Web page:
Wednesday, February 15, 2017


I think the subject that causes the most contention between parents and educators is sex education. It first became an issue for educators in 1926, when the NEA decided to include it in the curriculum under character education, “as a means of combating the decline of the family, and regulating sexual impulses for the good of society.” (Spring p. 34) Over the years it has evolved to meet the concerns of modern culture which include HIV/AIDS awareness and prevention as well as contraceptive use. It’s a difficult subject to broach because it is as much a cultural/moral issue as it is of social control. Most schools employ a curriculum frequently referred to as “abstinence plus” which teaches that abstinence is best, but also provides instruction on “safe sex methods.” Though they may teach about contraceptives, schools may not use any government funding to supply or support students in the acquisition of contraceptives of any kind. Some parents feel that sex education shouldn’t be included in the curriculum because they feel their children shouldn’t be learning about sex in school at all.  Additionally, there is a great deal of debate over what the extent of the sex education provided in public schools should be. Some programs opt for abstinence-only education (which, as Spring notes, is supported by the No Child Left Behind Act), while others inform students of contraception uses. Interestingly, Mishan Araujo of Stanford University found that, “pregnancy rates were not impacted significantly by sex education curriculum” in her 2008 study of students in 29 different states.* The type of sex education (abstinence-only or other) is relatively  unimportant as long as some type of formal sex education is provided, as shown in the 2002 National Survey of Family Growth which found that, “Data from the 2002 NSFG do not support an association between type of formal sex education and contraceptive use at coitarche but do support an association between abstinence-only messaging and decreased reliable contraceptive method use at coitarche.”**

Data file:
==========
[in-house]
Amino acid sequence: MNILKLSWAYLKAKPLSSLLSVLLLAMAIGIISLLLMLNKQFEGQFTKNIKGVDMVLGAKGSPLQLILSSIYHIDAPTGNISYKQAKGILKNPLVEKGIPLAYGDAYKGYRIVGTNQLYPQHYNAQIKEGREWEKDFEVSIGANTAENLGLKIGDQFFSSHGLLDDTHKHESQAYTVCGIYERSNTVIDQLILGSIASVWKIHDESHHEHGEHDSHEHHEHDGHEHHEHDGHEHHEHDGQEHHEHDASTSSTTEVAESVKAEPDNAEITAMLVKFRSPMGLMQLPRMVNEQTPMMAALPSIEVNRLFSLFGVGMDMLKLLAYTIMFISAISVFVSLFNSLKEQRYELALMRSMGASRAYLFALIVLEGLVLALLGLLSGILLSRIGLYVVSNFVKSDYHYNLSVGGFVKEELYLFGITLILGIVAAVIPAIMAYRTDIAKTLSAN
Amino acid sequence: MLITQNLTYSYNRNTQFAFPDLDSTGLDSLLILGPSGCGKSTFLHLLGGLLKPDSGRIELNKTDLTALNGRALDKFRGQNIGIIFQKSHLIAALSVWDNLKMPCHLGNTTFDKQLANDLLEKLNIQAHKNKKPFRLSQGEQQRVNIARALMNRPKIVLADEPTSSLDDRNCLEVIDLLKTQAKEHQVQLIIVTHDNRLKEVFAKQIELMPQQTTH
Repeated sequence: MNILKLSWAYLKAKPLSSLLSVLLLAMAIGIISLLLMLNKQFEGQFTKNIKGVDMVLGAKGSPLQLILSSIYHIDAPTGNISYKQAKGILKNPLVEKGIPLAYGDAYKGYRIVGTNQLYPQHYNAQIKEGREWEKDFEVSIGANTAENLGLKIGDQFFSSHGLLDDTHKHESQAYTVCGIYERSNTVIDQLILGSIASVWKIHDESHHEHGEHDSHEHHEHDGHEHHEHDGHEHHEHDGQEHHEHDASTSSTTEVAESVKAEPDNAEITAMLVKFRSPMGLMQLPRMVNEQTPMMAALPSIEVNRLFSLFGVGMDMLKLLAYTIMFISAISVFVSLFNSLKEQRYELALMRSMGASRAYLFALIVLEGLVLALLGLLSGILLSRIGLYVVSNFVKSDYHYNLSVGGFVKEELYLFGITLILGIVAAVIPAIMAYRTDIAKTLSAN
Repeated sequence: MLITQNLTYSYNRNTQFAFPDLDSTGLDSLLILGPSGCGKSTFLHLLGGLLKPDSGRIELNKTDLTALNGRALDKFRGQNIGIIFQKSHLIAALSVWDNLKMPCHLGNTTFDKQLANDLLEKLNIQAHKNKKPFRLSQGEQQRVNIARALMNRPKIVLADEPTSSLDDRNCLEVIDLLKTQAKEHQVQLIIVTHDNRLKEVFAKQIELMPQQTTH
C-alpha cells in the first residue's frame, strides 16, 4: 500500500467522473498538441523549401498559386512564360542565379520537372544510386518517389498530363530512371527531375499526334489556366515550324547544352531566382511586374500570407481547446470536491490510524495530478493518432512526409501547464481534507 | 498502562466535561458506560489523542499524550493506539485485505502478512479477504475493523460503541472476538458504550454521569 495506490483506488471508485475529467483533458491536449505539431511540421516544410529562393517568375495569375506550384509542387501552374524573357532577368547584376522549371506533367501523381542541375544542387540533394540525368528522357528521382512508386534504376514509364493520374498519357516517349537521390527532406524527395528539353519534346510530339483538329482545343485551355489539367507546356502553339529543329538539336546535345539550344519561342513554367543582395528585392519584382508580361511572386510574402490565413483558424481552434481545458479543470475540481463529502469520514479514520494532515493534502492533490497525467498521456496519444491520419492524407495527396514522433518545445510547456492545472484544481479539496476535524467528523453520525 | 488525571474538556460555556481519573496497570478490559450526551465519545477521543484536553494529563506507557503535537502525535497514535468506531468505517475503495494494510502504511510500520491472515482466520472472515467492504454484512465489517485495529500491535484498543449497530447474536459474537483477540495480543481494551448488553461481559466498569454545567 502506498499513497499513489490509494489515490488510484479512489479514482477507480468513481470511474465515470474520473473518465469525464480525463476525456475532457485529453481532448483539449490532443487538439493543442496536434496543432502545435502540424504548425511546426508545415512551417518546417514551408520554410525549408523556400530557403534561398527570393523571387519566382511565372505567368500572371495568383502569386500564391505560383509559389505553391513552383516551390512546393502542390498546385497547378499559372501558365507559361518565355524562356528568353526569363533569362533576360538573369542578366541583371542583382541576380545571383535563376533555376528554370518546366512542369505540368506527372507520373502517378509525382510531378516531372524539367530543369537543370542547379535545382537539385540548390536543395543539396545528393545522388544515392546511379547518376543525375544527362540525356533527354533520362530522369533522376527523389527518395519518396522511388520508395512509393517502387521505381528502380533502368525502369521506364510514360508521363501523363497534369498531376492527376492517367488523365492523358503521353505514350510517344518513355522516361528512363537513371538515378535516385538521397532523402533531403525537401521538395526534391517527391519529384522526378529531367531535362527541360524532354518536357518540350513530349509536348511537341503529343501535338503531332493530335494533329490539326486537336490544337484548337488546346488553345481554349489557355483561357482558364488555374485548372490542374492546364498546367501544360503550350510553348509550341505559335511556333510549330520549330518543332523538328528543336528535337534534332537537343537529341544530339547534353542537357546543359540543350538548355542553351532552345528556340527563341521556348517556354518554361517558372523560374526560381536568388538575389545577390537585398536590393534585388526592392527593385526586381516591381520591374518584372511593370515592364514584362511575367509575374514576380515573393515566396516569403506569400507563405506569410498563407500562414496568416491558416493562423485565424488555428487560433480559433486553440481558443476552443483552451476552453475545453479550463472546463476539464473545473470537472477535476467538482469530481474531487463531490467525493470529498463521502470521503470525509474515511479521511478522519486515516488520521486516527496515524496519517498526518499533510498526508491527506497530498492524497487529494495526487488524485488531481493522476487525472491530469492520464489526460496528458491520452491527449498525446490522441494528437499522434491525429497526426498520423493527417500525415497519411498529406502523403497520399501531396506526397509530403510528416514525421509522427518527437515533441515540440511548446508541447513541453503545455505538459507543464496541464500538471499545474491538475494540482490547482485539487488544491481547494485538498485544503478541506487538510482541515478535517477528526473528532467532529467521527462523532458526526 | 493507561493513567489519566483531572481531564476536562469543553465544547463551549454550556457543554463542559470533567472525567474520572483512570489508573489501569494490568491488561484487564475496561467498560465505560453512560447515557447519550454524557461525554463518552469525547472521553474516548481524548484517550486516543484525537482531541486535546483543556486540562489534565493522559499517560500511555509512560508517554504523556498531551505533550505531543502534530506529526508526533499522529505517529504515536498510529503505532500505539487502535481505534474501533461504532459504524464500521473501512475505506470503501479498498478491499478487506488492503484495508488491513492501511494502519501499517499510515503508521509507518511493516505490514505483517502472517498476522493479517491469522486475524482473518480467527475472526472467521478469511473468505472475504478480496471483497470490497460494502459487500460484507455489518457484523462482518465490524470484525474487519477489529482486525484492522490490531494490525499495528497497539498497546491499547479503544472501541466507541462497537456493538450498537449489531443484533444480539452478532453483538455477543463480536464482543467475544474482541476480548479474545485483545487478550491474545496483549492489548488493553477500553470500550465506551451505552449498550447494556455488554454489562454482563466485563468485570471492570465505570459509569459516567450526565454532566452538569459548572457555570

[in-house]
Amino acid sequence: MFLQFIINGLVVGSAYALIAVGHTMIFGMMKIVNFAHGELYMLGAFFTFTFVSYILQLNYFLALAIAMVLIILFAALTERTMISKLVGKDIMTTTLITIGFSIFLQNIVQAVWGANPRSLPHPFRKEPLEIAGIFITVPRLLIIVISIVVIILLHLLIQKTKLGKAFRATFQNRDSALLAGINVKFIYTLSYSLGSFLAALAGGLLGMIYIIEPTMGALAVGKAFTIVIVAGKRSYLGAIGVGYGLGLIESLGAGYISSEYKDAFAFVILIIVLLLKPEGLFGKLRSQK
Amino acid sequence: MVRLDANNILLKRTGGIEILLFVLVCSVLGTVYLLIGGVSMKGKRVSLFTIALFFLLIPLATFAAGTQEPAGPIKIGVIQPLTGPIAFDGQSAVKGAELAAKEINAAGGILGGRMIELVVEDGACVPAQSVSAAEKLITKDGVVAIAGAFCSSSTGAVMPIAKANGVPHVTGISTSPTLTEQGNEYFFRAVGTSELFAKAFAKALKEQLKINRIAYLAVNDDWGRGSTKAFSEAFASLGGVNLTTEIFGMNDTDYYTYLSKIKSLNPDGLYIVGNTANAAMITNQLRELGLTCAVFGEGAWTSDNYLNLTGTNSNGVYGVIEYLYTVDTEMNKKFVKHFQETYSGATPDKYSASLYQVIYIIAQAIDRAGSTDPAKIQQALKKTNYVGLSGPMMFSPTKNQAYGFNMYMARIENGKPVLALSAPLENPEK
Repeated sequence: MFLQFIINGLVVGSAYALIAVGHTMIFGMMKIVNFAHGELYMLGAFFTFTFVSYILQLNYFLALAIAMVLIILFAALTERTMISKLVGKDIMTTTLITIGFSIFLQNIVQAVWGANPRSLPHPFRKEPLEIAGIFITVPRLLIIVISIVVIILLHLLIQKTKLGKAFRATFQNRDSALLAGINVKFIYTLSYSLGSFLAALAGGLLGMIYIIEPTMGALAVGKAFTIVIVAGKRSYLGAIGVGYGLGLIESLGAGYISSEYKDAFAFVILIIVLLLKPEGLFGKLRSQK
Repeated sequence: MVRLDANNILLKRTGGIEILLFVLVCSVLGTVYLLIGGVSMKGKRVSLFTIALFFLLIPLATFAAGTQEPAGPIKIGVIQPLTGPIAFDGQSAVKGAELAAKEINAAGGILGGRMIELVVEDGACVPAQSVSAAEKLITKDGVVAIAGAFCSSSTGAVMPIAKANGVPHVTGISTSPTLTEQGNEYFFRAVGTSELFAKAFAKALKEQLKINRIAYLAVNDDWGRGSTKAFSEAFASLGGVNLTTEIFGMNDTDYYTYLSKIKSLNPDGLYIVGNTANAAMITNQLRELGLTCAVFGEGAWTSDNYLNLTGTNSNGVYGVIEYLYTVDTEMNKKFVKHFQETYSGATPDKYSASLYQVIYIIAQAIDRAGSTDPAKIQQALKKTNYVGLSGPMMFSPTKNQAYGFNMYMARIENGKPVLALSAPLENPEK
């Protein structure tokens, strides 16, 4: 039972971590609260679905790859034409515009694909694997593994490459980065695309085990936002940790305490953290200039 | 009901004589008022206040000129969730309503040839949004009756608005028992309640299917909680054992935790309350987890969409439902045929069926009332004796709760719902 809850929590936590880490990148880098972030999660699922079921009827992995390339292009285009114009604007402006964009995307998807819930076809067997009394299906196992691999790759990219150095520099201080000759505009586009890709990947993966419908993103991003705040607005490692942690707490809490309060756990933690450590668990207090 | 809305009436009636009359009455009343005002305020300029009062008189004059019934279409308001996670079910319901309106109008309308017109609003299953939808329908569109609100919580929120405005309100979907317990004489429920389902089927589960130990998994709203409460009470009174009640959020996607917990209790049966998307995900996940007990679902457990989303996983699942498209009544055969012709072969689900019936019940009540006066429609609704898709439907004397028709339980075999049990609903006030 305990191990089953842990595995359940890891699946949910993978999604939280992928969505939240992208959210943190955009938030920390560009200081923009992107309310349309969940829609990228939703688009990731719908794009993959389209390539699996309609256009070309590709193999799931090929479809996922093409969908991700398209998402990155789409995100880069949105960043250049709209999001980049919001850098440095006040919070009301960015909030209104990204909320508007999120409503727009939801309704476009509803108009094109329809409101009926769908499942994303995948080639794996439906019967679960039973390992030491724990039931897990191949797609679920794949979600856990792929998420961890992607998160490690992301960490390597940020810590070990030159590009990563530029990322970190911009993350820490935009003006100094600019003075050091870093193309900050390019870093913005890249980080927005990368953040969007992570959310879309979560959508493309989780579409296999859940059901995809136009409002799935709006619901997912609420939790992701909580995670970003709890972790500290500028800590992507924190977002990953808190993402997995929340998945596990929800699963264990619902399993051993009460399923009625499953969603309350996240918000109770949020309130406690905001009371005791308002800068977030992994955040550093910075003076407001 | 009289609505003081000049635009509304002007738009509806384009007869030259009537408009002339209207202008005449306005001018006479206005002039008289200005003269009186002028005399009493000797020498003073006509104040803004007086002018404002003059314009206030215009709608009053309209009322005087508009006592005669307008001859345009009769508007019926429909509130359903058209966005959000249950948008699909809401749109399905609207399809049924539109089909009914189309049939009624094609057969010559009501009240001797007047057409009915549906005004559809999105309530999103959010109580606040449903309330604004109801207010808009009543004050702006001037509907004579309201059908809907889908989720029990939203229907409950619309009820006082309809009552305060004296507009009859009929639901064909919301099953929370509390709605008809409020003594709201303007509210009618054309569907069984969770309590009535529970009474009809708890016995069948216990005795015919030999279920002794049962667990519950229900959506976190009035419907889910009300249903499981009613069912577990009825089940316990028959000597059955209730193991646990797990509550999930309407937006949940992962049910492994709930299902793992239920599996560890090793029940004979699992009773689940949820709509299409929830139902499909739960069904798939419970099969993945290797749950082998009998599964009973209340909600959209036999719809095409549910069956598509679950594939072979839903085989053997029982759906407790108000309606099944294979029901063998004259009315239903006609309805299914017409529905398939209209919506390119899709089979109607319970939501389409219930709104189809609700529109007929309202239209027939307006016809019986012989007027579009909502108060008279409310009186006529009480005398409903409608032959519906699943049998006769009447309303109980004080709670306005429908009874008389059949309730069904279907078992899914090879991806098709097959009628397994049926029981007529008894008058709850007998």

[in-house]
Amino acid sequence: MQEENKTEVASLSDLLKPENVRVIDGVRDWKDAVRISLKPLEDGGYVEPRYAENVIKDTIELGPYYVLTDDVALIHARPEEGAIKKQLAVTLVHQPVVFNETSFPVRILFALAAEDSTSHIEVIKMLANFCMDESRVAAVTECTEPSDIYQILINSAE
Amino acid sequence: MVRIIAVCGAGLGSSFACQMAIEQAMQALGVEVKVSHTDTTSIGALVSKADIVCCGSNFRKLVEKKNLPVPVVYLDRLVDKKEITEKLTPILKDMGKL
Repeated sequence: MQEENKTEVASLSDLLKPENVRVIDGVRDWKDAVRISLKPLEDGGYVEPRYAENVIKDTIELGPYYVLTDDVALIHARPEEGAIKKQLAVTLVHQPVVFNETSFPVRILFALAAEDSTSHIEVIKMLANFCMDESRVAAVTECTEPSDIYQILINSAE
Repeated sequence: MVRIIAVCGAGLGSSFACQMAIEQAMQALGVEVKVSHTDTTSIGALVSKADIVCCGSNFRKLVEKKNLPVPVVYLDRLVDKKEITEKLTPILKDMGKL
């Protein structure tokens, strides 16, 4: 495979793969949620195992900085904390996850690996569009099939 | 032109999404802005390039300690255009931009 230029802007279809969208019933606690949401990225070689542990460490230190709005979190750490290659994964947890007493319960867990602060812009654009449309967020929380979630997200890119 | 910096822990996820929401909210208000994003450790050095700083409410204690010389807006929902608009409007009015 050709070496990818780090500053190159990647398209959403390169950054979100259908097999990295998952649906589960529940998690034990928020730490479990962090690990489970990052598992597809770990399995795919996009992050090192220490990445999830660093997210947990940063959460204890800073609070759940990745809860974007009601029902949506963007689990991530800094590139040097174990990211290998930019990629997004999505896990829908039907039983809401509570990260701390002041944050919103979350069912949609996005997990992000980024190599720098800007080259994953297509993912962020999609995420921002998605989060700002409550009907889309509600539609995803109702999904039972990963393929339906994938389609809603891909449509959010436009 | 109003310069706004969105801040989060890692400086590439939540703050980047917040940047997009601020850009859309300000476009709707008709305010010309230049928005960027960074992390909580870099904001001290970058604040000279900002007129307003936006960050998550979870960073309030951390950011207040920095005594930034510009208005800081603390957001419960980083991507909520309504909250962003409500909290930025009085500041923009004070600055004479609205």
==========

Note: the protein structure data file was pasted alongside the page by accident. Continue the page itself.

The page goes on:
Spring, Joel H. American Education. New York: McGraw-Hill, 1996. Print

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